At one time, there were 54 stores. The Carroll Reed Ski Shops Inc. was started, not by some matronly woman, but by Carroll Purinton Reed, a clever entrepreneur who not only built the company but promoted skiing in the Northeast. He was instrumental in developing Mt. Cranmore as a ski destination and had a key role in promoting skiing in New England. He became involved in retailing with the department store Saks Fifth Avenue, which had a ski store (way cool idea, by the way) in North Conway. When that store was shut down, Reed re-opened the shop under his own name.
It grew to over 50 stores. Reed sold the chain in 1969. By 1985, it was owned by Charles M. Leighton’s CML Group, which also owned prep icon Boston Whaler and The Nature Company. CML sold the company to Swire Pacific in 1990. It was mostly downhill after that. Reed died in 1995. Apparently, Carroll Reed and the separate company Carroll Reed Ski Shops were even in rent disputes in Maine in 1994. (We would love to see what Harvard Business School prof Howard Stevenson thought about the brand, as it is one of his case studies.) It was later purchased by D.M. Management, which later became J. Jill, for just over $6 million.
Carroll Reed had a sad ending, with the company shutting it down in 1996. Reading the Securities and Exchange filings on the brand are pitiful, though it seems that J. Jill Group Inc. did try to sell the customer list and trademark. What is pitiful is that when President and C.E.O. Gordon Cooke issued his statement on the closing, he said that Carroll Reed’s targeting the younger and more “price conscious” market has not meshed well with its other brands. We wonder whether the brand had completely lost its focus, which was monied and had a wide spectrum of consumers. Targeting a price conscious market is a sure recipe for failure for such a brand.
Today, some of this ski history relating to the brand is being preserved by Jeremy Davis’ group NELSAP, which stands for the New England Lost Ski Areas Project. And Stan and Dan Sports, run by Stan Millen and Dan Lewis, two guys who worked at Carroll Reed, are keeping the legacy alive in North Conway. And places like the non-profit Gibson Center, which offers services to seniors, have a room named after Carroll and Kay Reed.
We caught up with style maven Heather “Bunny” Tomerlin for a quick couple of questions by email. Bunny, who is a columnist for the online blog of Men’s Vogue, recently featured a Carroll Reed red jacket on her self-named personal style blog. The idea we posed to her? How to bring back Carroll Reed. BrandlandUSA’s thought? Perhaps it might be a good brand for The Talbot’s to revive, as its partial menswear and ski and sport focus would help balance out other Talbot’s brands, that include J. Jill.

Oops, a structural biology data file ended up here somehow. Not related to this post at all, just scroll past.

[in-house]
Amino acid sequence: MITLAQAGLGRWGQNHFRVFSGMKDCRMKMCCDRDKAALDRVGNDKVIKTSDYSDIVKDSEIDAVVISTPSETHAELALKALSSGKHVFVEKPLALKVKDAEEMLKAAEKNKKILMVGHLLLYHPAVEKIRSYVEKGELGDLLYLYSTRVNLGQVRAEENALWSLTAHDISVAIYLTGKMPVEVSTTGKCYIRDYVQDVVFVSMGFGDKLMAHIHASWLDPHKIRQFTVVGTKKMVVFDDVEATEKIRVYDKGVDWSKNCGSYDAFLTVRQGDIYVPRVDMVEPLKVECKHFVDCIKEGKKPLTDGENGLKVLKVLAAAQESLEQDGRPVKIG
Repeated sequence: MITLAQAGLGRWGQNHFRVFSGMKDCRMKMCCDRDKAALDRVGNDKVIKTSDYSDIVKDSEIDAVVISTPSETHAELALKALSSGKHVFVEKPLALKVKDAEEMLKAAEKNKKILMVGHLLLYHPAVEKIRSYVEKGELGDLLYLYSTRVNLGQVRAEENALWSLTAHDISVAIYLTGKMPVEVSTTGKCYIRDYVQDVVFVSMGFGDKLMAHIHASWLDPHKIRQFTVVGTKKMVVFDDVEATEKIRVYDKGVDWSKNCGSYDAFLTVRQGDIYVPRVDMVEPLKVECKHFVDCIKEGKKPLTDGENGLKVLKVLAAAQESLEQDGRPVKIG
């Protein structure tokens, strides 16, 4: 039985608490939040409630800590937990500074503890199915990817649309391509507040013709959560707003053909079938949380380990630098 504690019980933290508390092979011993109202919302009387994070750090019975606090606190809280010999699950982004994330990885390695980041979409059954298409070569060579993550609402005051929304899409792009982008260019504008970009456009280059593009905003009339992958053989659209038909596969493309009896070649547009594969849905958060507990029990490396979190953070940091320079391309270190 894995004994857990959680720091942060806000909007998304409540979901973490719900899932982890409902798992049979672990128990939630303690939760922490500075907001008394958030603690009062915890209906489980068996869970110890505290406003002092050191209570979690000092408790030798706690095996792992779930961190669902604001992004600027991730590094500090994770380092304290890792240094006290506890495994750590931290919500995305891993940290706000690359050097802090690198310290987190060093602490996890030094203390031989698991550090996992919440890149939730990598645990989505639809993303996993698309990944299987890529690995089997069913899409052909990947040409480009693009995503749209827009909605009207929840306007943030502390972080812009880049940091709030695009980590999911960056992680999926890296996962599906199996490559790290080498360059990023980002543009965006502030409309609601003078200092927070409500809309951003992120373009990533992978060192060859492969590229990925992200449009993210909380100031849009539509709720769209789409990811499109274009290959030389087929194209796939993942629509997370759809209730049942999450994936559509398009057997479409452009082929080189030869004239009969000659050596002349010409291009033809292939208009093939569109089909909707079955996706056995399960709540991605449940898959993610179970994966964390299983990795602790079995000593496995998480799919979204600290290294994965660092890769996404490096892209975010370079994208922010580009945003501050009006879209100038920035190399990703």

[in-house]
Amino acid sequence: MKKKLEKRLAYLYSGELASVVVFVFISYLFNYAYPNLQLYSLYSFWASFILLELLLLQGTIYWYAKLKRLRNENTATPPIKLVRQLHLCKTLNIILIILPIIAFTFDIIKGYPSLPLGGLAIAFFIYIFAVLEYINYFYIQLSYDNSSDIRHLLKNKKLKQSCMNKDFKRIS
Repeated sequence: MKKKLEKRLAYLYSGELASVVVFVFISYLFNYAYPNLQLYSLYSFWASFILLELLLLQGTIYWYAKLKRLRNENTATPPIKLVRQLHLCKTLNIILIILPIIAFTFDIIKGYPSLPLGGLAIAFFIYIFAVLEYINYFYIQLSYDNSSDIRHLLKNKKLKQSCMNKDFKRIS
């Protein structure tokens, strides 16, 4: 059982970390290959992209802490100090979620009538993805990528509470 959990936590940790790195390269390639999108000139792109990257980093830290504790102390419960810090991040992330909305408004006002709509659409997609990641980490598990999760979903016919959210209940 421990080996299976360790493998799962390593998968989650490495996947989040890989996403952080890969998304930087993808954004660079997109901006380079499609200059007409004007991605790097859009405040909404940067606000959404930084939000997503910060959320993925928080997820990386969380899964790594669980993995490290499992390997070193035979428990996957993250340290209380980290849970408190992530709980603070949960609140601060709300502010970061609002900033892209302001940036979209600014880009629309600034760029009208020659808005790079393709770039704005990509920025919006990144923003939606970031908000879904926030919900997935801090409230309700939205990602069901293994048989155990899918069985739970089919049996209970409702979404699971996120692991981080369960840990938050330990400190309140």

BrandlandUSA: What was so great about the Carroll Reed?
Tomerlin: Carroll Reed was an outstanding chain for skiwear and outerwear. When I think of the Carroll Reed brand, I think of classic women’s clothing, even though their catalog was about 10 percent menswear.
BrandlandUSA: Was there an essence to the brand?
Tomerlin: Yes, I believe there was and the essence was women who preferred enduring styles and had an eye for the emblems of quality and distinction. Frankly, I would say the preppy women of the Eastern Seaboard were the brand essence. The clothes bordered between cute and matronly.
BrandlandUSA: Was there a person who wore the brand that made it seem worthwhile?
Tomerlin: Well, I can’t think of one person who made the brand appealing, but the women who influenced my style of dress wore Carroll Reed. My mother and grandmother both wore the wool ski jackets as I still do today.
BrandlandUSA: What was the brand like during its last days?
Tomerlin: It had become a mostly mail order enterprise.
BrandlandUSA: What are some of your memories of the brand in its heyday?
Tomerlin: Well, I remember when my mother bought me my first ski sweater. We were going to Brattleboro, Vermont for Thanksgiving and stopped off in Westport, Connecticut to do a little shopping and there was a Carroll Reed store in Westport. Actually, she bought me two, one navy and one in creme. Another fond memory would be receiving the catalogs; they always had a beautiful New Hampshire landscape on the cover.
BrandlandUSA: If you were relaunching the brand, what would you do?
Tomerlin: Well, I guess I would open a few high-end retail stores. I would open them to test the markets in Boston, Manhattan and Washington, D.C.
BrandlandUSA: Who is the target market today? Is the target market of the old Carroll Reed the same target market that the new should have?
Tomerlin: The target market would be women between the ages of 25 to 65 who dress conservatively and economically but have the means to buy. I think the target market should be somewhat younger than before. The old Carroll Reed targeted women 40-65. The people who find the Carroll Reed Ski Shop brand charming are ageless.